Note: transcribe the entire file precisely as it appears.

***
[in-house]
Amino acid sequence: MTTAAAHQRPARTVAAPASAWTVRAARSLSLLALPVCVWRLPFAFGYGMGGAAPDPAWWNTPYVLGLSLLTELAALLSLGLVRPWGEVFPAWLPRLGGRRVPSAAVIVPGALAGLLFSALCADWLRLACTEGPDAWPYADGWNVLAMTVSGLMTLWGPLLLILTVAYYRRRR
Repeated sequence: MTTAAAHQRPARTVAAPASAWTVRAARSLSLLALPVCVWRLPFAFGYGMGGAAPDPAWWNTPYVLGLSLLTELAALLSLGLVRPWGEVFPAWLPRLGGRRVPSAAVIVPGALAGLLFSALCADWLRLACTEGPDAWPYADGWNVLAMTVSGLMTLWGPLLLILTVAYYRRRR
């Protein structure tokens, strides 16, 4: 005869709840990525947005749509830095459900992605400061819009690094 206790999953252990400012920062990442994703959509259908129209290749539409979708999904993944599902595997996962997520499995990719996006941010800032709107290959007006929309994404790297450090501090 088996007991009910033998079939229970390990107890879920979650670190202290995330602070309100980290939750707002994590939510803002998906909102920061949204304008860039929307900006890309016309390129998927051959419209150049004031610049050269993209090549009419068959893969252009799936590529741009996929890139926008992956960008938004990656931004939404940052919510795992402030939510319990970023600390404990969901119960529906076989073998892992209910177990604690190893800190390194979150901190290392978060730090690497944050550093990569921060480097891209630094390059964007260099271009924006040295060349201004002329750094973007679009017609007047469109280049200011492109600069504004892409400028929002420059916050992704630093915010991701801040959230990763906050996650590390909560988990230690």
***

[in-house]
Amino acid sequence: MTTAAAHQRPARTVAAPASAWTVRAARSLSLLALPVCVWRLPFAFGYGMGGAAPDPAWWNTPYVLGLSLLTELAALLSLGLVRPWGEVFPAWLPRLGGRRVPSAAVIVPGALAGLLFSALCADWLRLACTEGPDAWPYADGWNVLAMTVSGLMTLWGPLLLILTVAYYRRRR
Repeated sequence: MTTAAAHQRPARTVAAPASAWTVRAARSLSLLALPVCVWRLPFAFGYGMGGAAPDPAWWNTPYVLGLSLLTELAALLSLGLVRPWGEVFPAWLPRLGGRRVPSAAVIVPGALAGLLFSALCADWLRLACTEGPDAWPYADGWNVLAMTVSGLMTLWGPLLLILTVAYYRRRR
């Protein structure tokens, strides 16, 4: 005869709840990525947005749509830095459900992605400061819009690094 206790999953252990400012920062990442994703959509259908129209290749539409979708999904993944599902595997996962997520499995990719996006941010800032709107290959007006929309994404790297450090501090 088996007991009910033998079939229970390990107890879920979650670190202290995330602070309100980290939750707002994590939510803002998906909102920061949204304008860039929307900006890309016309390129998927051959419209150049004031610049050269993209090549009419068959893969252009799936590529741009996929890139926008992956960008938004990656931004939404940052919510795992402030939510319990970023600390404990969901119960529906076989073998892992209910177990604690190893800190390194979150901190290392978060730090690497944050550093990569921060480097891209630094390059964007260099271009924006040295060349201004002329750094973007679009017609007047469109280049200011492109600069504004892409400028929002420059916050992704630093915010991701801040959230990763906050996650590390909560988990230690």